New Delhi - Eid-al-Adha celebrations in India-administered Kashmir were subdued on Monday, with streets and markets in the Muslim-majority region practically deserted due to tight security restrictions.
Authorities imposed a security lockdown and a communications blackout after New Delhi withdrew Kashmir's special constitutional autonomy a week ago, renewing tensions with rival Pakistan, which has long claimed the state as part of its territory.
Eid prayers were not allowed in major mosques in the main city of Srinagar, which has been subject to curfews. Large congregations were banned in order to prevent anti-India protests, police said.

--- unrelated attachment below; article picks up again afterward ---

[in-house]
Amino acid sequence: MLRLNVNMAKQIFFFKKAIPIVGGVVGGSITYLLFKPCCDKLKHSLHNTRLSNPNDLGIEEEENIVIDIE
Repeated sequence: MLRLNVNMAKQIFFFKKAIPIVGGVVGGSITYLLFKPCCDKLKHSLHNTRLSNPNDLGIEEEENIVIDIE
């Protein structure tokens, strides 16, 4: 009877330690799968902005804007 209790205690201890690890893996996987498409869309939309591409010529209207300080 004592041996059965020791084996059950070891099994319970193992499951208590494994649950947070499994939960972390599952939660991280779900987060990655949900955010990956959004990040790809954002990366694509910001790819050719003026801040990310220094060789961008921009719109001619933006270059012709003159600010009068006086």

"Eid prayers have peacefully concluded in local areas and neighbourhood mosques in Srinagar. These were also held in thousands of mosques in Kashmir valley and the Jammu region," state police chief Dilbag Singh said by phone.
Large number of people congregated for Eid-ul-Adha prayers in thousands of mosques all across Kashmir valley. Peaceful all around. pic.twitter.com/kc78jrwtRA— Imtiyaz Hussain (@hussain_imtiyaz) August 12, 2019
Severe restrictions were reimposed early Monday after being eased at the weekend. The government cited sporadic clashes in Srinagar, but denied reports of large-scale protests.
Domestic and international media have had limited access to information from the ground since journalists' movement is restricted and phone and internet services are still blocked.
Top Kashmiri political leaders and activists remain under detention.
India-administered Kashmir has been gripped by a violent secessionist movement led by separatist leaders and militant groups against New Delhi's rule since the 1980s.dpa